I remember the court house very well. I lived next door to it for several years. We moved to FC in '50. Daddy was tranferred there with the state police. Around '53 he joined the sheriff's department as chief deputy and jailer, so we moved into the jail. Mother fixed all the meals for the prisoners.

I was able to spend a lot of time exploring the court house, from the basement to the bell tower. It was expecially fun to play there on weekends when there was no one around.

Mike I.

Fri Jul 14, 08:03:00 PM 2006  
Anonymous Anonymous said...

I remember the bridge so well! The vidoc(is that how you would spell it?) was the only one left in Arkansas. I've always heard about the hangings from the bridge but my favorite story was one that Bill Baskins told us. He and 2 other friends were out riding around and as they were driving north across the "vidoc", headed towards Washington Street, they realized they were going too fast but it was too late. They crashed through the 90 degree turn and ended up suspended in mid-air being held only by the branches of the tree on the other side of the L-shaped curve!! True or fiction? I don't honestly know but he told it for the truth.

Sat Jul 22, 01:43:00 PM 2006  
Blogger Butch Ford said...

My little sister, Maribeth, posted the entry above about our great grandfather and his connection with the courthouse. I used to stand in the doorway of Dad's grocery store (I was supposed to be working) on Front Street and look up at that building with pride, knowing our great grandfather's role in its construction. My Dad has told the story many times about how Uncle Charley (that's what Dad called him) carried a ladder up into the top of the bell tower by himself and maneuvered it through an access opening and wedged it tightly on the roof of the tower. He climbed out onto the ladder and use it like stairs to climb to the top of the peak. I'm not sure, my memory fails at the point, but I think it was to install a lightening rod, an antenna or some other hugely important thing. He was pretty old at the time, but he made it. Look at the photo. That's a scary climb for anyone, much less an old man.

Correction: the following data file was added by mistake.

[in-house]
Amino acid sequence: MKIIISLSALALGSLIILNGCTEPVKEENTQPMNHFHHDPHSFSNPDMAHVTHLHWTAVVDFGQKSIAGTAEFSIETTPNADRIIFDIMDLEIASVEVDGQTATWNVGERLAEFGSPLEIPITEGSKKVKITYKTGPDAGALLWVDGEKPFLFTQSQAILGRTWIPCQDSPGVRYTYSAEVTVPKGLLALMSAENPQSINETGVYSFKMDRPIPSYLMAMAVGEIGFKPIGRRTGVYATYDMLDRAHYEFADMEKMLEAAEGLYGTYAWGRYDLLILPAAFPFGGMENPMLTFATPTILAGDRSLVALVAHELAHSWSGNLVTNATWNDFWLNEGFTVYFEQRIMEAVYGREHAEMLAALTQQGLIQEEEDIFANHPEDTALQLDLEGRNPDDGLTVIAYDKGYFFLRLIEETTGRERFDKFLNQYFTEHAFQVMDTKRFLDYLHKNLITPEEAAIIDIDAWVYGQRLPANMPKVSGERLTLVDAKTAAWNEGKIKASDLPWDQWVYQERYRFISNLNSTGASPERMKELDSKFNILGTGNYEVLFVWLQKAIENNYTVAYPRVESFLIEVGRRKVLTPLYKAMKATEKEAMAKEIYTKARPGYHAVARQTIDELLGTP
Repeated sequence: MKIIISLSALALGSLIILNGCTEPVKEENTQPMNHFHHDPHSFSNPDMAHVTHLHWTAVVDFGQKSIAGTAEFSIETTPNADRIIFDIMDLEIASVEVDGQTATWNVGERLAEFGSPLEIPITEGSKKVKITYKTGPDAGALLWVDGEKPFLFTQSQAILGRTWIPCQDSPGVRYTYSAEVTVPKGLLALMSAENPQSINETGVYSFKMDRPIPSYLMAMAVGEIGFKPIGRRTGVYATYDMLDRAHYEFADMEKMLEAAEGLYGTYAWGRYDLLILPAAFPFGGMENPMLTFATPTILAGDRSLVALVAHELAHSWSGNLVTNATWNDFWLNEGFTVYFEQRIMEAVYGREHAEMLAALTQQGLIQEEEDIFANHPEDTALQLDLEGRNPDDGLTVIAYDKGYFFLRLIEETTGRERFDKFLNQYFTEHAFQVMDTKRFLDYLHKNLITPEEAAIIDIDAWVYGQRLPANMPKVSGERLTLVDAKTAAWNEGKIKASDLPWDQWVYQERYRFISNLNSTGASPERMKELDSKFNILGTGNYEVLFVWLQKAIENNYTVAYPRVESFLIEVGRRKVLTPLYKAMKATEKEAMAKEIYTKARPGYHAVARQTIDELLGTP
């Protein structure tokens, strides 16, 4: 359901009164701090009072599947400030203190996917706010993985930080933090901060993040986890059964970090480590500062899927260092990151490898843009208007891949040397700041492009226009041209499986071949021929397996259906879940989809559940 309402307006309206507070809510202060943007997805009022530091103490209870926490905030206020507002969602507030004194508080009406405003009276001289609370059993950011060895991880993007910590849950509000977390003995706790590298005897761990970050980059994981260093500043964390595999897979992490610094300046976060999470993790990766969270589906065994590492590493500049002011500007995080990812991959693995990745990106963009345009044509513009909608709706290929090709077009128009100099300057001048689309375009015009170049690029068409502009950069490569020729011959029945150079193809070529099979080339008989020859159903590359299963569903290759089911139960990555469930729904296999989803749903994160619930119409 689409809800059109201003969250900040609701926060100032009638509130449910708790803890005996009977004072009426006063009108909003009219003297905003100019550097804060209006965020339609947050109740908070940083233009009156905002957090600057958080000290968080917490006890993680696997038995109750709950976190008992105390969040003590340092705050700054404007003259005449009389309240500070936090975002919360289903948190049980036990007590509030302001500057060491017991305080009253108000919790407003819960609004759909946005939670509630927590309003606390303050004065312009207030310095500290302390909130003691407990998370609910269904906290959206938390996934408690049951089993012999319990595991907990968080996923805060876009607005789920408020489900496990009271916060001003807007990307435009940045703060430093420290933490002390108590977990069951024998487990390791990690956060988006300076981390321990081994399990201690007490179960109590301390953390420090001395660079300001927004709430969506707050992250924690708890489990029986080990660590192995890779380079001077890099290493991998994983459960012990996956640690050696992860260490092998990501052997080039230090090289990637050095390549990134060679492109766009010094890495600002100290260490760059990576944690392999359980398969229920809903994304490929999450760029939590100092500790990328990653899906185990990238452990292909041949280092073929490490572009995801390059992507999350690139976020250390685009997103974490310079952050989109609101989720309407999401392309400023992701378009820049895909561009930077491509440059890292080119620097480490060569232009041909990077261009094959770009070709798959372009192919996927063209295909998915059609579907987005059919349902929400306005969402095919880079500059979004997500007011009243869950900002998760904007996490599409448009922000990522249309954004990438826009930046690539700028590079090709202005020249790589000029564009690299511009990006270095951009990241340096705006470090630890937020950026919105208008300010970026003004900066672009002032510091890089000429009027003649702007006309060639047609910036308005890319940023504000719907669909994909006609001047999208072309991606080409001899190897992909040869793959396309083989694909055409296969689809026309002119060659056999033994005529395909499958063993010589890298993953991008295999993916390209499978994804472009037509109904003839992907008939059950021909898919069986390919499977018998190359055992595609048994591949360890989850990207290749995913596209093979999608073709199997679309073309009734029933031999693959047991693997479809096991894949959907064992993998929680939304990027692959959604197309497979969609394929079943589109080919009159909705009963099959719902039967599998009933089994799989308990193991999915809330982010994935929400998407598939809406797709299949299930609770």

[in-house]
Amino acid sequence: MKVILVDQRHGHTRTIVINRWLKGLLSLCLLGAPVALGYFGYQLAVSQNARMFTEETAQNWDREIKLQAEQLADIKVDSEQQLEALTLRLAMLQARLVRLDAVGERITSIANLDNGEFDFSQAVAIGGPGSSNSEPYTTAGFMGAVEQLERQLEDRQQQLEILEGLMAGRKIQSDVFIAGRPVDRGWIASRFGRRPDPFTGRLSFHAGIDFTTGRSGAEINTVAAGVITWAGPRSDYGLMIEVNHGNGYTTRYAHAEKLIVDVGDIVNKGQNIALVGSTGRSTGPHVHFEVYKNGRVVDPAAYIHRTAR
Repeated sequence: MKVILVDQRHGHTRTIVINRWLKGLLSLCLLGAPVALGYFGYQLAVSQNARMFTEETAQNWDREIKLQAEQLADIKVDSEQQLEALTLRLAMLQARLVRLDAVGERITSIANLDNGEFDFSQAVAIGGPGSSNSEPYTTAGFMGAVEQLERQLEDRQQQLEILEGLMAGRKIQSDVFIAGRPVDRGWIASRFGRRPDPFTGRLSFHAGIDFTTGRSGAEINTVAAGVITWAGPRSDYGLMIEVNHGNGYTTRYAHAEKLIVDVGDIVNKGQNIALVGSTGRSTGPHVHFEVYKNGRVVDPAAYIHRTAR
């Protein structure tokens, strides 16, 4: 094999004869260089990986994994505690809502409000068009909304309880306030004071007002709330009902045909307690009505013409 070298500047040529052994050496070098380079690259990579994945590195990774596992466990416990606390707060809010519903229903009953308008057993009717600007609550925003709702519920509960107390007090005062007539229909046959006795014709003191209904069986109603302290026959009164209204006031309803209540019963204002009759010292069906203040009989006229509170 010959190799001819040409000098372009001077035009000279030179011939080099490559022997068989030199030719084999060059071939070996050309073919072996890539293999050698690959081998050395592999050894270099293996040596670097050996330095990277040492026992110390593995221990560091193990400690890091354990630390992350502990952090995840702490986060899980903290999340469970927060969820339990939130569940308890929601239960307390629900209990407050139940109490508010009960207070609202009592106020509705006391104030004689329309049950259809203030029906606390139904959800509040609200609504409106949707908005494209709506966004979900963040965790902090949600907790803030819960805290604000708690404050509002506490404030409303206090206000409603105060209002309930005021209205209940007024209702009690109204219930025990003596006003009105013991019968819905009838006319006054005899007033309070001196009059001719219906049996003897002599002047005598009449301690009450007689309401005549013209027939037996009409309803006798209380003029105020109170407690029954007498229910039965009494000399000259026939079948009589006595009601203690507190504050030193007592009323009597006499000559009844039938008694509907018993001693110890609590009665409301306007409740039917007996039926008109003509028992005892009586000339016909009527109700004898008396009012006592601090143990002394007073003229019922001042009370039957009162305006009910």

Maribeth mentioned several of the structures he built later as a general contractor. I know I've heard he built the public swimming pool. My mother always said he built "the sheriff's home." That's the Spanish or mediterranean style house with the red tile roof about a block south of the Grammar School on Rosser that was later owned by the Foggs (KXJK) during more modern times. Not sure if it's still there.
I really wish I had been more in touch with Forrest City when the courthouse was demolished. i would love to have gotten a brick or a piece of wood or something for a keepsake. Why does our society have to destroy everything that gets old. The train depot was another building that could have been a museum or something of importance. Too bad.

Thu Jul 27, 12:37:00 PM 2006  
Anonymous Anonymous said...

Mary Beth, what was your mother's maiden name? I can remember her from First Baptist Church and thought she was such a sweet lady. Is your dad married now to VIcki Spiveys mother? also a sweet and very beautiful lady last time I saw her. Dora.SOmethng else that stands out in my mind about you. THe night I got Spo sweetheart you had a date with Joe Ed. I waked over to the car and was so happy and said can I give him a kiss and you smiled and said sure.He was a sweetheart. Hary is too though!

Fri Aug 18, 04:49:00 PM 2006  
Anonymous B.J. said...

Walter, thanks so much for the great picture of the courthouse. It's almost like having it back again.
B.J.

Sat Aug 19, 08:50:00 PM 2006